Compliance is Not Optional

The roots of the term “compliance” were first used in the early 1600s when, according to the Merriam-Webster dictionary, complying meant being ceremonially courteous. Today, it involves much more than courtesy: in fact, it is often central to keeping your company out of financial and legal trouble. And it is a big part of the life of any data manager nowadays.

If you contact prospects or customers from a database, your business faces a host of regulations regarding the privacy, security and data quality of their data. These rules touch on areas such as unsolicited marketing contacts, phone and email messages, whether you are maintaining fair lending practices, and much more. And in some cases, the penalties for non-compliance can be severe.

Here, I would like to look at some of the biggest compliance issues our customers face, and how we support best-practice strategies for managing your compliance risk. Let’s start by breaking down three of the biggest areas of regulation businesses are likely to deal with regarding contact data.

TCPA

If you do outbound marketing or customer contact by telephone or text messaging in the United States, you are subject to the Telephone Consumer Protection Act (TCPA), a Federal regulation designed to protect consumers – particularly wireless users – from unsolicited marketing contacts. Penalties for violations can be as high as $1500 per call or text message, and many familiar firms have been subjected to multi-million dollar fines in recent years.

Our DOTS GeoPhone Plus service is specifically designed to help ensure TCPA compliance for your phone contact records. First, it verifies the subscriber’s name, so you can check it against your contact records. Second, it tells you what type of line it is (landline, wireless, VOIP) and, if ported to a new line, the date of porting – this is important, because if a wireless number changes hands from your contact, you only have a 14-day “safe harbor” under TCPA to stop sending messages to the new owner. Finally, it provides other important information such as SMS/MMS data and SIC codes for business numbers.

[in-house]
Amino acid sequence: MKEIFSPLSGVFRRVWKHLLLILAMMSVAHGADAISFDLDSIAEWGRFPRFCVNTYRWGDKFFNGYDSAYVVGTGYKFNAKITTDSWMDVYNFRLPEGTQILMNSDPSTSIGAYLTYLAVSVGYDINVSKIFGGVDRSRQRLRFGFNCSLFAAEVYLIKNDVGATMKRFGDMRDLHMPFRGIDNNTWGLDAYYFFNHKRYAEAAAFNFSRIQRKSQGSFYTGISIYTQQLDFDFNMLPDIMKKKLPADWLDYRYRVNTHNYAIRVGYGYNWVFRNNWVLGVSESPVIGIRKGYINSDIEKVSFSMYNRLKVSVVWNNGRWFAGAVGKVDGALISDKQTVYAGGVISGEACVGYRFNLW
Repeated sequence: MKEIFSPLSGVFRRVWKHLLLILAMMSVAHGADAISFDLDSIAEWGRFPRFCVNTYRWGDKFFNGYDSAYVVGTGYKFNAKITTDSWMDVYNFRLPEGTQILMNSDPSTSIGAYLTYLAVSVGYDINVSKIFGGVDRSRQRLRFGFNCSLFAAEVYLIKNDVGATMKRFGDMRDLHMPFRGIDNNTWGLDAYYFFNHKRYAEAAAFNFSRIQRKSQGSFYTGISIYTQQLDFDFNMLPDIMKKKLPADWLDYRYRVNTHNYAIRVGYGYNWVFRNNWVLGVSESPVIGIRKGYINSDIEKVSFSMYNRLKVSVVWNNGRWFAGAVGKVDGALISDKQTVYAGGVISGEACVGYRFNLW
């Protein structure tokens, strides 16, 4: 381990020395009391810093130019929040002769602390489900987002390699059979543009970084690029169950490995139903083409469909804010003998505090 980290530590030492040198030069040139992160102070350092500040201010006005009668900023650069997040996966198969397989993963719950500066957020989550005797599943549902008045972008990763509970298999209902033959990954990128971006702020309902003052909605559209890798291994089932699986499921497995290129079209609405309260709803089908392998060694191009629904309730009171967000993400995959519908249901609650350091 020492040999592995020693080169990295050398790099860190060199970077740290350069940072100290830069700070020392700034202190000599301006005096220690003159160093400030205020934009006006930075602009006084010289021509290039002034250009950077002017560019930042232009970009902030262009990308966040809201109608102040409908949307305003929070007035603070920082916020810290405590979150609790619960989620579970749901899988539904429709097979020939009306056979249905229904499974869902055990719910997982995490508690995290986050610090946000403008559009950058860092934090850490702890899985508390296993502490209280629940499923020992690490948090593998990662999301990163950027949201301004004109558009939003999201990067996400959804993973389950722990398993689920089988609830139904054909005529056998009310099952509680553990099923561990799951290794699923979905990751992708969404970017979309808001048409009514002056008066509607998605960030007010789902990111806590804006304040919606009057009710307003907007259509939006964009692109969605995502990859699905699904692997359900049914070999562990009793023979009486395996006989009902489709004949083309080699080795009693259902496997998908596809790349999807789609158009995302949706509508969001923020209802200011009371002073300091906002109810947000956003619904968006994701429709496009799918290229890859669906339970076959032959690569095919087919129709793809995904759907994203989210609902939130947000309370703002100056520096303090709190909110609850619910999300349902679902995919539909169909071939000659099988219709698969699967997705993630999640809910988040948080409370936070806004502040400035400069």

GDPR

If you have marketing or business contacts with residents of the European Union, these now fall under the strict General Data Protection Regulation (GDPR) data privacy laws that took effect in 2018. These new rules encompass areas including making sure contacts explicitly opt-in, giving contacts control over the use of their personal data, and restricting unsolicited marketing. Penalties for non-compliance can range as high as 20 million Euros or 4% of annual turnover, whichever is greater.

Our global address validation tools can help you maintain GDPR compliance by flagging contacts who reside in Europe, and also automate compliance with GDPR Article 5 by producing a Certificate of Accuracy (COA) for each of your contact records, to assist with potential compliance audits. We also offer a free GDPR data assessment on request.

CAN-SPAM

The US CAN-SPAM act prohibits sending unwanted commercial email, such as mailing to a harvested address, with penalties ranging up to $42,530 per email. CAN-SPAM compliance largely starts with your business processes, ensuring that your contact email addresses have opted in to receive commercial email from you. Our DOTS Email Validation service can enhance your email marketing efforts and protect your sender reputation by ensuring these addresses are legitimate, as well as flagging potential spammers, fraudulent email addresses, spam traps and honeypots, and much more.

Building an infrastructure for compliance

With a tip of the hat to Merriam-Webster, compliance is about much more nowadays than bowing and curtsying to the king. In fact, it is about more than simply complying with regulations: it is also about having the infrastructure to prove compliance and back it up with data. This is one area where an ounce of prevention is worth more than a pound of cure, with the use of real-time tools to validate your contacts and procedures, as well as leveraging these tools to prepare for future compliance questions or audits.

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